Cardinal baseball, from the girls
August 16, 2010Posted by on
Well, that wasn’t what any Cardinals fan hoped to see this weekend.
Of course there are no absolutes in baseball, but there are definitely a few certainties about the 2010 Cards: Adam Wainwright will pitch extremely well. Albert will be Albert. Yadi will throw out any baserunner foolish enough to try to steal second. And the team will remain consistently inconsistent.
After the emotional sweep of the Reds and gaining a one-game lead in the NL Central, of course expectations were high for this weekend’s series against the Cubs. Friday’s game lived up to our hopes: Jake Westbrook finally received his first Cardinals win, Albert Pujols hit his 29th home run of the year in the first inning, and Matt Holliday and Yadier Molina continued hitting and driving in runs like they did in Cincinnati. Ryan Franklin even had a 1-2-3 ninth inning for his 21st save as the Cards won 6-3.
Going into Saturday’s game, it seemed like things should keep rolling along with Chris Carpenter starting. But then things started to look eerily familiar to all those not-so-pleasant games this season. Carp allowed three runs in the first three innings (although he did settle in after that), although it was the lack of timely hitting – and especially the inability to bunt – that cost the Cards the game in the end.
Then there was yesterday. Realistically, it was difficult to know what to expect from Kyle Lohse. Our friend Bob had a great pre-game piece on his Throatwarbler’s Blog that detailed all Kyle has been through in the last year-plus, since he was hit on the forearm by a Ron Mahay pitch in May 2009. Unfortunately, Lohse had a terrible day and allowed seven earned runs as he pitched into the fourth inning. If the bullpen had been able to keep the Cubs scoreless the rest of the game, things would have been better and the Cards could have actually won. However, both Mike MacDougal and Dennys Reyes allowed a run each. The Cardinals did stage a valiant comeback attempt in the bottom of the ninth, scoring five runs, but it wasn’t quite enough.
So the team that got swept by the Reds last weekend beat the team that just swept the Reds this week, winning two out of three games. The Reds also had another sweep this weekend, beating the Marlins, and now find themselves back on top in the Central by a game. And the frustration is back among Cardinals fans again, that’s for sure. While there are definitely bright spots when you look at the team’s record since the All-Star break, it’s the ups and downs that stand out more than anything. Of course, no team is going to win every game and even great teams are going to lose around 60 games a season. But it’s the now season-long inconsistency that stands out as the hallmark of the 2010 Cardinals.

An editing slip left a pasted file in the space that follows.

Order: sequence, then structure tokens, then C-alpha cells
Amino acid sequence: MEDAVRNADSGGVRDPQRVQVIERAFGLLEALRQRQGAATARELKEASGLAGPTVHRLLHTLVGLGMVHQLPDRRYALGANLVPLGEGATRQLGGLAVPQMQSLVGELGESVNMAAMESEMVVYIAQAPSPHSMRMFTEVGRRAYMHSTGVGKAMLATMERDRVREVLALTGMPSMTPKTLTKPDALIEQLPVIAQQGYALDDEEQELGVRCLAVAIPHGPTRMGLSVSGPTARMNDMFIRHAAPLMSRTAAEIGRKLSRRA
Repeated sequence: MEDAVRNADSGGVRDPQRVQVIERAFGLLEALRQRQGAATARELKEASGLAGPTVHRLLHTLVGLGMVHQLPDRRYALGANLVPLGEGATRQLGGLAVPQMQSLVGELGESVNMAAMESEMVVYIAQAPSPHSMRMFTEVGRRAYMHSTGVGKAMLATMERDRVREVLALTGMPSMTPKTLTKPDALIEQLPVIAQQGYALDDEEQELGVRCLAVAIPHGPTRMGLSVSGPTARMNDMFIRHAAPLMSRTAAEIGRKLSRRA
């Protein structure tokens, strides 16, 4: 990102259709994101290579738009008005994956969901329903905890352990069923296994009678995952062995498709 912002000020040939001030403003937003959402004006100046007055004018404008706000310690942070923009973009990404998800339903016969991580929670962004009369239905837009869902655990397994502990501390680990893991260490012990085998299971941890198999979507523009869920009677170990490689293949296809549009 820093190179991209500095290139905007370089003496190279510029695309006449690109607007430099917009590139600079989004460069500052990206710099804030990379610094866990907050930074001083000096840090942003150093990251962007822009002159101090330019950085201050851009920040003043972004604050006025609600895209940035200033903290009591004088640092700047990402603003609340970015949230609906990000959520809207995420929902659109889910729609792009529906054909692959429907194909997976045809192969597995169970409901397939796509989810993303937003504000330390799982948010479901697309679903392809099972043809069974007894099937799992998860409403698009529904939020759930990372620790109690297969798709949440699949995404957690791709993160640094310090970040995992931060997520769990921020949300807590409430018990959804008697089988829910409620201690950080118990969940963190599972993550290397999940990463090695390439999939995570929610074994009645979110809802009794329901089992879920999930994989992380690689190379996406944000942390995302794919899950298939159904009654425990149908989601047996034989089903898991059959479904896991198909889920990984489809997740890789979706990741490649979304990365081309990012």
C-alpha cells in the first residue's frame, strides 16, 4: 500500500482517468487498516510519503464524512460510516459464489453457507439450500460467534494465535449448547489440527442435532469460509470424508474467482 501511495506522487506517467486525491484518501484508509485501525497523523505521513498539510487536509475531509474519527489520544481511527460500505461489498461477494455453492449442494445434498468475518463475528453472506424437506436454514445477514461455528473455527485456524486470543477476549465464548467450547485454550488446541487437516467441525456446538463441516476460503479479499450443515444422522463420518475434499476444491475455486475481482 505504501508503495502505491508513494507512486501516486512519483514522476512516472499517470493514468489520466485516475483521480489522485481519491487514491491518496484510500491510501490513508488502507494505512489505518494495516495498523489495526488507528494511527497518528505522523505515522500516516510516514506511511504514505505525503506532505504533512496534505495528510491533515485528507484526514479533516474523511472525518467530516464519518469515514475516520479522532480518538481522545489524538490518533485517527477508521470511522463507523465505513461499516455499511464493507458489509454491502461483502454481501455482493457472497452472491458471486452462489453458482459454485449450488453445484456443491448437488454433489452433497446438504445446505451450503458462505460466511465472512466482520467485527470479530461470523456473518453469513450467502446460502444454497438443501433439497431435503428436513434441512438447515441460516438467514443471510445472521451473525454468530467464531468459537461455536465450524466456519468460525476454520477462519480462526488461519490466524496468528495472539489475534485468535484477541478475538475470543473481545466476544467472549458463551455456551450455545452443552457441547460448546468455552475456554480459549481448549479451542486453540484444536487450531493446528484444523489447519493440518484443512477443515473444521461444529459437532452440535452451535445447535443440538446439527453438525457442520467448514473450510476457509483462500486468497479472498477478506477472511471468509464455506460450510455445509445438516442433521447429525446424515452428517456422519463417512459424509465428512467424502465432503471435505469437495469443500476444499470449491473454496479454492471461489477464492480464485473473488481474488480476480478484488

It’s difficult to know what to expect from this team during the next seven weeks. The optimist in me can easily see them winning the division. With the starting pitching of Carpenter, Wainwright and Jaime Garcia – plus Westbrook – they could do very well in the playoffs also. But then there’s the internal pessimist. I can just as easily see the Cardinals not winning the division, nor the wild card either. September has not been their most productive month in recent years. And look at what happened last year when they did win the division, with Carpenter and Wainwright as Cy Young-worthy starters.
Time will tell us what the 2010 Cardinals really are. And, unfortunately, we have an off day to dwell on what should have been instead of what was throughout the weekend.
- Albert, who hit his 30th home run of the season in the first inning yesterday. With the blast, he now has hit at least 30 homers in each of his first 10 seasons in the majors. He currently has 396 homers, the most ever by a player in his first 10 seasons.
- Steven Hill on hitting his first major league home run to start the Cards’ rally in the bottom of the ninth inning. Steven was on what today are the Quad Cities River Bandits in 2007, when they were the Swing of the Quad Cities. He wasn’t the only former Quad Cities player getting that rally going, as Nick Stavinoha (2005) and Aaron Miles (1997/1998, when they were an Astros farm team) followed Hill by getting base hits. Jon Jay (2006) received a bases-loaded walk a bit later to score Stavinoha. (Personally, it’s nice to see some of the guys I remember seeing in the Quad Cities make contributions to the big league team. At this level, most of the guys I see year after year never make it to the majors.)
More on Rivalries
Obviously the Cardinals’ rivalry with the Reds has intensified this season. Read more in Angela’s post “A Reflection on Rivalries” at i70baseball.com here.